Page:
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Tartrate-resistant-acid-
phosphatase-positive
osteoclast in cell culture

In a phase 3 trial, denosumab proved non-inferior to zoledronic acid for delaying skeletal-related events (SREs) in patients with multiple myeloma (MM).

The median time to first on-study SRE was 23 months in the denosumab arm and 24 months in the zoledronic acid arm.

There were fewer renal adverse events (AEs) but more hypocalcemia AEs in the denosumab arm.

“Until recently, treatment options for the prevention of skeletal-related events in multiple myeloma were limited to bisphosphonates, which are cleared through the kidneys and can be associated with increased renal impairment,” said Noopur Raje, MD, of Massachusetts General Hospital Cancer Center in Boston.

“Denosumab, which is not cleared through the kidneys, provides a new treatment option for the prevention of skeletal-related events in patients with multiple myeloma.”

Dr Raje and her colleagues conducted this phase 3 trial of denosumab and reported the results in The Lancet Oncology. The trial was sponsored by Amgen, the company developing denosumab.

Denosumab is the first fully human monoclonal antibody that binds to and neutralizes RANK ligand—a protein essential for the formation, function, and survival of osteoclasts—thereby inhibiting osteoclast-mediated bone destruction.

In this trial, researchers compared denosumab to zoledronic acid for the prevention of SREs in adults with newly diagnosed MM and bone disease.

The team randomized 1718 patients to receive subcutaneous denosumab at 120 mg and intravenous placebo every 4 weeks (n=859) or intravenous zoledronic acid at 4 mg (adjusted for renal function at baseline) and subcutaneous placebo every 4 weeks (n=859). All patients also received investigators’ choice of first-line MM therapy.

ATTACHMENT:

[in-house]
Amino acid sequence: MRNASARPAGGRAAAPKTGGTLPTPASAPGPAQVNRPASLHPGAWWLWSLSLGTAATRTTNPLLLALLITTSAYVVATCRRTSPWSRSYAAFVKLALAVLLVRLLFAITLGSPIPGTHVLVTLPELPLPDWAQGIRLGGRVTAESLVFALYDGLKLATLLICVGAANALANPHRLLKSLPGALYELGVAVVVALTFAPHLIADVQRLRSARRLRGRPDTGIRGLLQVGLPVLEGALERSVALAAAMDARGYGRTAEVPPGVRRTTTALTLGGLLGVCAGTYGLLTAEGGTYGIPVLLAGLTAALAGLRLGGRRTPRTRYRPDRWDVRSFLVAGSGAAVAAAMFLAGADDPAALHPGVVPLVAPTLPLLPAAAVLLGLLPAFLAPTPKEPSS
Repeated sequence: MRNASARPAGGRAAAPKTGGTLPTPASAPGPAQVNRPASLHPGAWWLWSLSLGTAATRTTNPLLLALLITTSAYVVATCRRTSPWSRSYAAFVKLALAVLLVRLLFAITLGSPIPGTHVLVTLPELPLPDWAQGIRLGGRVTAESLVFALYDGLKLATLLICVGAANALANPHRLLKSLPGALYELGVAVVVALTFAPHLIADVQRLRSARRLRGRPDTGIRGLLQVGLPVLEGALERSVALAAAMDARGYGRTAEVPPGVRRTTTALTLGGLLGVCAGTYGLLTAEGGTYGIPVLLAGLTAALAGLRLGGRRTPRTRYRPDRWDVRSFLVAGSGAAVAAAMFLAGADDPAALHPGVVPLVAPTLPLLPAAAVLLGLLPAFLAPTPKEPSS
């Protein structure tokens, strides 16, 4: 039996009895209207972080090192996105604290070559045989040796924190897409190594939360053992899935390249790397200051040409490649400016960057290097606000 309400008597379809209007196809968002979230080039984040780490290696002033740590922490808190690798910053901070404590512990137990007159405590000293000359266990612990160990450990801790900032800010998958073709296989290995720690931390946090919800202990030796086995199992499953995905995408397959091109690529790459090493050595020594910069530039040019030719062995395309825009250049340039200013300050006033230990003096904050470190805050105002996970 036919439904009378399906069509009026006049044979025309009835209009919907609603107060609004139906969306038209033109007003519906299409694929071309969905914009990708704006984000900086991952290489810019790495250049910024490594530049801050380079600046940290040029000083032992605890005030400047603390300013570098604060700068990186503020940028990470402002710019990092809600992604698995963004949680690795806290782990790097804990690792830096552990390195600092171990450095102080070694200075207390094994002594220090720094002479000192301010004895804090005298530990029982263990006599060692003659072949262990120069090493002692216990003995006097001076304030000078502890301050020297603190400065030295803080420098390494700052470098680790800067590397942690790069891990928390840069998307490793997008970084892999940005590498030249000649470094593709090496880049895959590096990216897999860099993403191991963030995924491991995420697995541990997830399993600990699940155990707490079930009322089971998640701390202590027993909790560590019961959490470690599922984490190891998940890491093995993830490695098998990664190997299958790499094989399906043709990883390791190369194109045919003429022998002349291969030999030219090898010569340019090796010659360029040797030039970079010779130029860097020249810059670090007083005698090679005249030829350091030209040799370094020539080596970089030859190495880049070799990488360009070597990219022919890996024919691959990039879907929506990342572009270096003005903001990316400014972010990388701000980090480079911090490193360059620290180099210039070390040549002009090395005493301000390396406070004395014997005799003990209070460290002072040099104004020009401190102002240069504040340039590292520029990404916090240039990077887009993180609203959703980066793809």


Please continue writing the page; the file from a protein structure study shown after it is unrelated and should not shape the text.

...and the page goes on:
Skeletal surveys using conventional radiography were obtained every 12 to 24 weeks per protocol. The primary endpoint of the study was non-inferiority of denosumab to zoledronic acid for time to first on-study SRE (pathologic fracture, radiation to bone, surgery to bone, or spinal cord compression).

The primary endpoint was met. The median time to first on-study SRE was 22.8 months for patients in the denosumab arm and 24 months for those in the zoledronic acid arm (hazard ratio [HR]=0.98; 95% confidence interval [CI]: 0.85-1.14; P non-inferiority=0.010).

Approximately 60% of all first SREs occurred within the first 3 months, and 81% occurred within the first 6 months.

Overall survival, a secondary endpoint, was similar between the denosumab and zoledronic acid arms (HR=0.90; 95% CI: 0.70-1.16; P=0.41).

There were fewer renal treatment-emergent AEs in the denosumab arm than the zoledronic acid arm—10% and 17%, respectively. There were more hypocalcemia AEs in the denosumab arm than the zoledronic acid arm—17% and 12%, respectively.

The incidence of osteonecrosis of the jaw was 4% in the denosumab arm and 3% in the zoledronic acid arm.

The most common grade 3 or higher treatment-emergent AEs (in the denosumab and zoledronic acid arms, respectively) were neutropenia (15% in both arms), thrombocytopenia (14% and 12%), anemia (12% and 10%), febrile neutropenia (11% and 10%), and pneumonia (8% in both arms).

The most common serious AE was pneumonia (8% in both arms).

Treatment-emergent AEs led to study drug discontinuation in 13% of patients in the denosumab arm and 12% in the zoledronic acid arm.

One patient in the zoledronic acid arm died of cardiac arrest that was deemed treatment-related. No other deaths were considered treatment-related.


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